fleeing the jamon.

My never-ending quest for protein has led me to smuggling chicken into the house and bringing it with me wherever I go, along with a bottle of chocolate soy milk. Unless you enjoy pork and its many offspring (sliced ham, chorizo, cured sausages, sick sausages) and the local diet of tuna, tomatoes, olives, and crusty bread that hardens three hours after you bought it, you can plan on starving to death here. Stressed and facing another move, the last thing I want is low blood sugar. So the chicken is with me.

Yes, I’m leaving Spain next week. After two weeks of struggling with my host-mom’s inconsistent directions, lack of positive recognition, guilt trips, and other charming qualities, combined with the heat, I decided to contact other families I had spoken with before I left the US. One, who I had seriously considered until I decided that three kids under five was too much for me, still hadn’t found an au pair, and I’m joining their family August 19th. They live in southwest England. Quick, everyone, Google Map Blackawton!

I look forward to having a slight familiarity with the local language, access to good curry, and a landscape, history and weather that appeals to me. After living with this family, caring for three children seems like nothing. My current host family’s children are 2, 5 and 8, each at very different stages developmentally, requiring three totally different forms of manipulation. If I was a lab rat hooked up to brain monitors when caring for all three at once, you would see three totally unrelated lobes lit up with activity. The English family has two 3 year old twins and a 4 year old. It may be bedlam, but at least it will all be the same bedlam.

I’m bringing this family’s toddler with me in my carry-on suitcase. Fond of house-echoing hoots and hollers, shoving unwanted food as far as his fat little arms will push so he has room to sob and wave those arms in the air, screaming with glee “Gat!” or “Gohgie!” whenever he sees a cat or dog, dancing to pop music when I turn on the radio, asking to be pushed on the swing for what feels like hours at a time, and kissing little girls, statues of chickens, and anyone else who comes in his way, this boy has stolen my heart. After spending marathon twelve hour days with him, and avoiding the rest of the family whenever possible, I’m eager to leave, but will miss the piece of my heart sewn onto his onesie.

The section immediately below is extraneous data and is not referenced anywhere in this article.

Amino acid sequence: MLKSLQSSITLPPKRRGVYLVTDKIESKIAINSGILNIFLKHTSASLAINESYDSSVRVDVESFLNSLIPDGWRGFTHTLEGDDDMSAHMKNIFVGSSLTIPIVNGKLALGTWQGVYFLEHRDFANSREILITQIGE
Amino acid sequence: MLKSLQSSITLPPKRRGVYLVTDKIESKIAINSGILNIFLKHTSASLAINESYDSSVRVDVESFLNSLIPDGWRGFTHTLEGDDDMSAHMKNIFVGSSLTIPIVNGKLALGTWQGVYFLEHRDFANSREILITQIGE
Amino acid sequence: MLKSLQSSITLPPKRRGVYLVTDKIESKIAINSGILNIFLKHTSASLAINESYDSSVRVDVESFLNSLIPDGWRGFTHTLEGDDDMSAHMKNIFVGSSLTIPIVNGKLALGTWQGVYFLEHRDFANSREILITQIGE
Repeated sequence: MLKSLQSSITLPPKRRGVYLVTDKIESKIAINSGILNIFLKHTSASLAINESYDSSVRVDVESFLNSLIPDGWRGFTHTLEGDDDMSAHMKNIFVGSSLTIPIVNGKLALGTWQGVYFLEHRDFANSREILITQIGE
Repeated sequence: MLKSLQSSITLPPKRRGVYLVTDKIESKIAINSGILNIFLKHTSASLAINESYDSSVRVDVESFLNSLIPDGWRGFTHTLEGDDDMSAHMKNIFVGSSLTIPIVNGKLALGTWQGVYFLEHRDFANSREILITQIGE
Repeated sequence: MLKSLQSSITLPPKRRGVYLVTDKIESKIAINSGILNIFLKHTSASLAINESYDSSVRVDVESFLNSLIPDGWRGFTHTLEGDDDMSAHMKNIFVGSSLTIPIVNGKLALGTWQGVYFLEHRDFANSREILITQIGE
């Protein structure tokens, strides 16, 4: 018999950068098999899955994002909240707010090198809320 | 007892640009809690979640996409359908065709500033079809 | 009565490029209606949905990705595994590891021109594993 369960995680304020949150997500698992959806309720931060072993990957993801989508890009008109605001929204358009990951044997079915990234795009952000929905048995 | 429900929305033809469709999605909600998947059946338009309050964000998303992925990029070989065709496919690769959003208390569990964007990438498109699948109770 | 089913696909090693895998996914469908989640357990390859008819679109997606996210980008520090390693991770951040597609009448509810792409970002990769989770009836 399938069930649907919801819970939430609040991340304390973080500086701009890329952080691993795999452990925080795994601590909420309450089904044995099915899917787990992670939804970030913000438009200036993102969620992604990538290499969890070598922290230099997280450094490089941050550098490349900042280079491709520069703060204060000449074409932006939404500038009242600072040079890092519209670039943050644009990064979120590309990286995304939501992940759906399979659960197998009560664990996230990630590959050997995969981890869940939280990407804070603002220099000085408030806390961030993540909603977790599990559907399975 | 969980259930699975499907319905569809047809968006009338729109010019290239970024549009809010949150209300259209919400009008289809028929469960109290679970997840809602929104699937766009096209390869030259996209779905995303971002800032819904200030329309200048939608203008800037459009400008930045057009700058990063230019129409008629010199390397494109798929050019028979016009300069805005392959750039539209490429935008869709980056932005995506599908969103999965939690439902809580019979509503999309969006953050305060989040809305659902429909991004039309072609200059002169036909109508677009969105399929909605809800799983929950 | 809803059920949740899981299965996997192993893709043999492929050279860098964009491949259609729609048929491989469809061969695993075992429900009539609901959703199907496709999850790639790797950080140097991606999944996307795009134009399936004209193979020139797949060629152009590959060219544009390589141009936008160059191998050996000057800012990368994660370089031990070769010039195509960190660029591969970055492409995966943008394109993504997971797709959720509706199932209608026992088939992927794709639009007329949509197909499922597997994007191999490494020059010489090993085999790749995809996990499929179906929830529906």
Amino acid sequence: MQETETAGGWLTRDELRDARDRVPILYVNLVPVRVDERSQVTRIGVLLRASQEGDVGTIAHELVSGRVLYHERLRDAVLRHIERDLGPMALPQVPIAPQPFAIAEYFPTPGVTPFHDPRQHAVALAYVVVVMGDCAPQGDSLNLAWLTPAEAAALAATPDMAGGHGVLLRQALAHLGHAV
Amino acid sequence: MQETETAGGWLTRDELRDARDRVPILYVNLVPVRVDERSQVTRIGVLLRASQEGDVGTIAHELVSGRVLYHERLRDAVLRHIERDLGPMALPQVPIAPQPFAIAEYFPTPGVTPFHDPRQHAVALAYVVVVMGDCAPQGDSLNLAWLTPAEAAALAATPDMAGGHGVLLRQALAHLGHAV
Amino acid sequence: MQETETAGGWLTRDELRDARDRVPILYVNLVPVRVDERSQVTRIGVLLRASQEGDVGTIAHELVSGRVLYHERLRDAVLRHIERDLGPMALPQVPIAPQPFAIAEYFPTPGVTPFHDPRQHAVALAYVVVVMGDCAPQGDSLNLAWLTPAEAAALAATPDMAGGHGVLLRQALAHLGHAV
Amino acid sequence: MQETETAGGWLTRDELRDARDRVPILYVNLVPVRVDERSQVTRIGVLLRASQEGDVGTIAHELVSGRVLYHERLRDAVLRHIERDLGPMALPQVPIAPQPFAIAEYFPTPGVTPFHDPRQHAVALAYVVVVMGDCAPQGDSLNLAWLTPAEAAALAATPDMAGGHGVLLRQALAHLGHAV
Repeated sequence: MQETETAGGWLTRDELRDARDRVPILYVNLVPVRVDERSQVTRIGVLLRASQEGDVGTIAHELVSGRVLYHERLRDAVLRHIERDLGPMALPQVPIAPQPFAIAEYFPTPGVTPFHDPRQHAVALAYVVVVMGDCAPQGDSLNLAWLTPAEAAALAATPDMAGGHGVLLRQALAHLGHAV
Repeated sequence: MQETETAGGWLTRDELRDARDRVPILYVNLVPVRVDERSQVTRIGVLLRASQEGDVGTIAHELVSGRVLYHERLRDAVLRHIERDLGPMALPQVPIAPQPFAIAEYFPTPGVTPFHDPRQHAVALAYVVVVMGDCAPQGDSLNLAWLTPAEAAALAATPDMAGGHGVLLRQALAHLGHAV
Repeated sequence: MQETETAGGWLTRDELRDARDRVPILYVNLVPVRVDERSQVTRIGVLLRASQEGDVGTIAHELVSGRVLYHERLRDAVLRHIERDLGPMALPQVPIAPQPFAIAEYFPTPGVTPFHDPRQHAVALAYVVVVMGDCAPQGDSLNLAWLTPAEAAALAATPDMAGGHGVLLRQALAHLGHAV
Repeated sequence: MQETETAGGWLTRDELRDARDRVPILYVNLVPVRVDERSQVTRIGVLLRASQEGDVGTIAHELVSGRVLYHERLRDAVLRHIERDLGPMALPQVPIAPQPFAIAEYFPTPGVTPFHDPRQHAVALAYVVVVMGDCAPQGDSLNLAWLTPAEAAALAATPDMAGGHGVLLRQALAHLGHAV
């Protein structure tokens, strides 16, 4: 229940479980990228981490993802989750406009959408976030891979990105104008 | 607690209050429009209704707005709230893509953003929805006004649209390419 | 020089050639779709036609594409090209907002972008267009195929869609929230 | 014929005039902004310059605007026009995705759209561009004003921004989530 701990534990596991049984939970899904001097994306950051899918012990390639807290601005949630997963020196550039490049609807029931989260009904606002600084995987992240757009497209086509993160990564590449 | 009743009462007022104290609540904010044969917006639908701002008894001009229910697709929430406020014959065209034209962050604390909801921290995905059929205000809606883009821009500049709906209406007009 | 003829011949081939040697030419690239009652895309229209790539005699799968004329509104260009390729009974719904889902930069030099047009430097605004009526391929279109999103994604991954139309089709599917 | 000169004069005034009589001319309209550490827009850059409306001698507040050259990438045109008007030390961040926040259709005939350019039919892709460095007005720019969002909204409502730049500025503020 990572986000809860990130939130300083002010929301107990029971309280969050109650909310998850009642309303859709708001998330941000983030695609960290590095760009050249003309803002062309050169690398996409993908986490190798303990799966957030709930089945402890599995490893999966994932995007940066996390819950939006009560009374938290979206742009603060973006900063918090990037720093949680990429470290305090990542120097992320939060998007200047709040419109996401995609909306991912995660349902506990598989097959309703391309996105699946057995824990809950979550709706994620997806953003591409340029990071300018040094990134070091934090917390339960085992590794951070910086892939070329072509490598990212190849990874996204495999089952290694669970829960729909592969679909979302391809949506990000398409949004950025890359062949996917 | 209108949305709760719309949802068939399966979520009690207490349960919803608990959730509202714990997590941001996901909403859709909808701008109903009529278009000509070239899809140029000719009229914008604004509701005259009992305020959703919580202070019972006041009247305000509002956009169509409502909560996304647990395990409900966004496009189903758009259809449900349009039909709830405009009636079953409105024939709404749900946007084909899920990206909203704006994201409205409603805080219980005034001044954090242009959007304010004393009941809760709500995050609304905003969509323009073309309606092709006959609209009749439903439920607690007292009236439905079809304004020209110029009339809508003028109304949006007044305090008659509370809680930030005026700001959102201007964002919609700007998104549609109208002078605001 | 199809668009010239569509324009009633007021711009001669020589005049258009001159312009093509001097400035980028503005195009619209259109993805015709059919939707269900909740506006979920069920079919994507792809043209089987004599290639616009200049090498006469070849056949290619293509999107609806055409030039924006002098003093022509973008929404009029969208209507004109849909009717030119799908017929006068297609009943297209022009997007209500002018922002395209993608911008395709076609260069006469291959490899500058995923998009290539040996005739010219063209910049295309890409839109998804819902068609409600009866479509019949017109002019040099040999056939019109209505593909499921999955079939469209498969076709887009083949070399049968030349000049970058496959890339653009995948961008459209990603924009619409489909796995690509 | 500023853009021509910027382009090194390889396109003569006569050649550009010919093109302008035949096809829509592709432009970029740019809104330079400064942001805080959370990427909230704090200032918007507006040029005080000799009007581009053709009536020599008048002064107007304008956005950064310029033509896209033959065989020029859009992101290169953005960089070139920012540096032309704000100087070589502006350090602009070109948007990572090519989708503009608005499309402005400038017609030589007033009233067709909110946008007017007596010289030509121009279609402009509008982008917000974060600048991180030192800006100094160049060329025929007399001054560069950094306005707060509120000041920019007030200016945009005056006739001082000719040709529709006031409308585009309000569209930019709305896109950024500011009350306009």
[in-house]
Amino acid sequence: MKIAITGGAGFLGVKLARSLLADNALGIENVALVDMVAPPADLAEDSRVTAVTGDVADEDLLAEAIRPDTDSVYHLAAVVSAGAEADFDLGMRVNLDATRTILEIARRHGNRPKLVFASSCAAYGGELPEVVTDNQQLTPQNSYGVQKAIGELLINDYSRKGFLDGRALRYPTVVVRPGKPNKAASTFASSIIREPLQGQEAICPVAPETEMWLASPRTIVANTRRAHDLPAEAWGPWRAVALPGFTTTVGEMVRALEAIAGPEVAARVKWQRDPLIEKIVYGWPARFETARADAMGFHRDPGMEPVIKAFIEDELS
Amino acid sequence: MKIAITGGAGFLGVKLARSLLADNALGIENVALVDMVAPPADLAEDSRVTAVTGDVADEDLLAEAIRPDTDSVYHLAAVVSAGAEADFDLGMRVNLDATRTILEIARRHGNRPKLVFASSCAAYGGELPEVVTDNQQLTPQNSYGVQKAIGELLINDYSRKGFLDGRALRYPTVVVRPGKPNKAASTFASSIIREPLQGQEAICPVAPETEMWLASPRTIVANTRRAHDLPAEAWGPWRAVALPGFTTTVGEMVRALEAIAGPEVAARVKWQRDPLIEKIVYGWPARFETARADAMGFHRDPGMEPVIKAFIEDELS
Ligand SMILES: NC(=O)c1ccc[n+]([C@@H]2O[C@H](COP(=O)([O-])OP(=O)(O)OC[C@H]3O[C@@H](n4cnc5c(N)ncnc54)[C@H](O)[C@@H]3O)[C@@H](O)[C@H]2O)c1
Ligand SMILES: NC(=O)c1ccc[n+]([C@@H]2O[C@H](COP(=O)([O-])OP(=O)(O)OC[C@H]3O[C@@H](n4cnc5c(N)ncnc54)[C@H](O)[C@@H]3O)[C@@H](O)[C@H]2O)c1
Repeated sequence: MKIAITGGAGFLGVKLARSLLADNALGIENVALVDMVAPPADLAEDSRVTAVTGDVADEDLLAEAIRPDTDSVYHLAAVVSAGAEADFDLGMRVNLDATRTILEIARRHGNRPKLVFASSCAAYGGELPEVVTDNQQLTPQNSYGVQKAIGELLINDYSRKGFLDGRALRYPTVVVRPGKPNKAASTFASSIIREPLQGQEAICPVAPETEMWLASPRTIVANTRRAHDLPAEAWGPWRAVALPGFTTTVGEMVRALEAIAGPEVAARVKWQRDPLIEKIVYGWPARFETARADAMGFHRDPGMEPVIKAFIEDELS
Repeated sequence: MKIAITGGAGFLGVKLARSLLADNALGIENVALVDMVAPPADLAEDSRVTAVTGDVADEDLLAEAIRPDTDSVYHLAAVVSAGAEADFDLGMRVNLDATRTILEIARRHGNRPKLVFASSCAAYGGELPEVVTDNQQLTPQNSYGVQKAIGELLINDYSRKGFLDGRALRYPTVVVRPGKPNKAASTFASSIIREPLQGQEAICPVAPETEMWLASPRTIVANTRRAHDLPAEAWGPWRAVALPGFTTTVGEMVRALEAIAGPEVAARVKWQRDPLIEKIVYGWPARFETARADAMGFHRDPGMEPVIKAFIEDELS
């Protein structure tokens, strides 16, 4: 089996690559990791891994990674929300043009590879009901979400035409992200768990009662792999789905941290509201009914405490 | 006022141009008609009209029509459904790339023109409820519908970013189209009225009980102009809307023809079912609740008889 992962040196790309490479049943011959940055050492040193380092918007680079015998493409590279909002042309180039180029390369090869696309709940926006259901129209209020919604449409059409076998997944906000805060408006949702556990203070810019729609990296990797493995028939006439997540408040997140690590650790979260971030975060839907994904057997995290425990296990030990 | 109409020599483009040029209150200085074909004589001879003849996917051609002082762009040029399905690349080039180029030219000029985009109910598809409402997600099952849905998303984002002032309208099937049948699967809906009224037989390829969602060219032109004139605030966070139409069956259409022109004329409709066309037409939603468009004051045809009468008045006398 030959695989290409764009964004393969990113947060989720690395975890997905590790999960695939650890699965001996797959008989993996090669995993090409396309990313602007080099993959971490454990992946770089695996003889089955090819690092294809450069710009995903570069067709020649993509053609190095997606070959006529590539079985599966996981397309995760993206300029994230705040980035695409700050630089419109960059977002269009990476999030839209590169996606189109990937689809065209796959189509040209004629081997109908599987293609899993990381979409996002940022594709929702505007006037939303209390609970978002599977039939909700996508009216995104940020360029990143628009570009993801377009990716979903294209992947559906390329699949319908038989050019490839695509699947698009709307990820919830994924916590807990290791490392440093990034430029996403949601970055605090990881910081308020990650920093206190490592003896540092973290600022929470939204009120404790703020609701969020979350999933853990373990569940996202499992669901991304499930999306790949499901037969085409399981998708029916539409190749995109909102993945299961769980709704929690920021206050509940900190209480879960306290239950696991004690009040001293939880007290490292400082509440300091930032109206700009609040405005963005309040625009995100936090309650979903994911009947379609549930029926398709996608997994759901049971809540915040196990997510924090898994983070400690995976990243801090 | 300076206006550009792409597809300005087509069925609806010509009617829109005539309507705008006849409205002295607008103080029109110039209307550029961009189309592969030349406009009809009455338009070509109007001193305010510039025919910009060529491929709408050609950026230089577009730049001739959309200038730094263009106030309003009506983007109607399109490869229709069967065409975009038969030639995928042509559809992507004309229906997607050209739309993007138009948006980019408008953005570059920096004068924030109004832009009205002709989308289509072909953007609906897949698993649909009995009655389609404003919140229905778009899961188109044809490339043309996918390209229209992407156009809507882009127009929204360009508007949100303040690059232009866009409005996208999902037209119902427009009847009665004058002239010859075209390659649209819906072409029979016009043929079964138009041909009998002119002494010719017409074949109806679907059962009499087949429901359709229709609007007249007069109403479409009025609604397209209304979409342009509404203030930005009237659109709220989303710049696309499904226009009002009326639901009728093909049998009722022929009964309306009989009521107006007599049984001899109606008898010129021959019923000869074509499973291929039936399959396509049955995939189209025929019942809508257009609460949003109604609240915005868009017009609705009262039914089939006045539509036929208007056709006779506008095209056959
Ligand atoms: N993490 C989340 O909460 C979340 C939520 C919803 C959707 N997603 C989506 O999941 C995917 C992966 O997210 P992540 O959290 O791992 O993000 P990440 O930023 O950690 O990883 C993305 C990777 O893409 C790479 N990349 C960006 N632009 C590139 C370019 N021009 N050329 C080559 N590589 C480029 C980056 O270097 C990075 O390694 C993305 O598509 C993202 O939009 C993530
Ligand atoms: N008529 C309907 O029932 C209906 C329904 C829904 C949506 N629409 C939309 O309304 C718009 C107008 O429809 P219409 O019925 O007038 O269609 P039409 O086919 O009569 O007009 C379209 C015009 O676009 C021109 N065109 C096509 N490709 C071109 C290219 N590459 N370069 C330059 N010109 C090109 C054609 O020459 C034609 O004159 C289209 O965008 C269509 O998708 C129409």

Released from labor early this week, I returned from the family’s holiday home outside Barcelona, to spend the weekend in Reus. Here, I have the house to myself, and the friends I’ve made are wonderful as always about including me in their trips to the beach, clubs, and tapas nights.

Interestingly, of the shifting group of locals and ex-pats I’ve met so far, the three I value the most are German and Austrian. You can always rely on a Spaniard to walk through life at an easy pace, usually twenty minutes later than he said he would. He’ll look sensational and embrace you warmly at greeting, but he would not make reliable watches. Meanwhile, the German/Spanish woman, Austrian au pair, and German engineer I’ve befriended here do what they say when they say they’ll do it. Their direct manner makes sense to me. I think it would be fun to visit Germany, although I’d want to do it with a friend’s moral support, because I don’t think Germans are as sweet to tourists as the Spanish are.

That sums up my attitude about this country, at least, the small part of it I’ve seen. Lovely, affectionate, emotional, and easygoing, are the generalizations that come to mind. Dressed beautifully, hair silky or sunbleached, with children and grandparents nearby, always ready to kiss your cheeks and welcome you to their night out or house, they’re a lovely people in a lovely country. You can’t swim in the Mediterranean and not wonder if this is how a heaven would feel if it existed. There was no better place for me to practice going with the flow. But I’m not sorry the flow is carrying me out of here. If nothing else, I’m exhausted from fleeing the jamon.

Meanwhile, until Tuesday, I hope to relax as much as possible. It would be too easy to worry about the next family, about England, about how little money is left in my bank account, and how much I miss family, friends, my rabbit, my hairdresser, and New York. Too easy to waste time crying about things I have no actual desire to return to, yet. Skype and email keep us all in touch, for now. Who knows what the next six months will bring. Meanwhile, I’m watching Spanish music videos, taking the train from one house to another, swimming, dancing until three AM, exploring Barcelona, and learning that friendship is not gold, like I thought, but soil: much more readily available, much harder to live without, and capable of growing real purty flowers.

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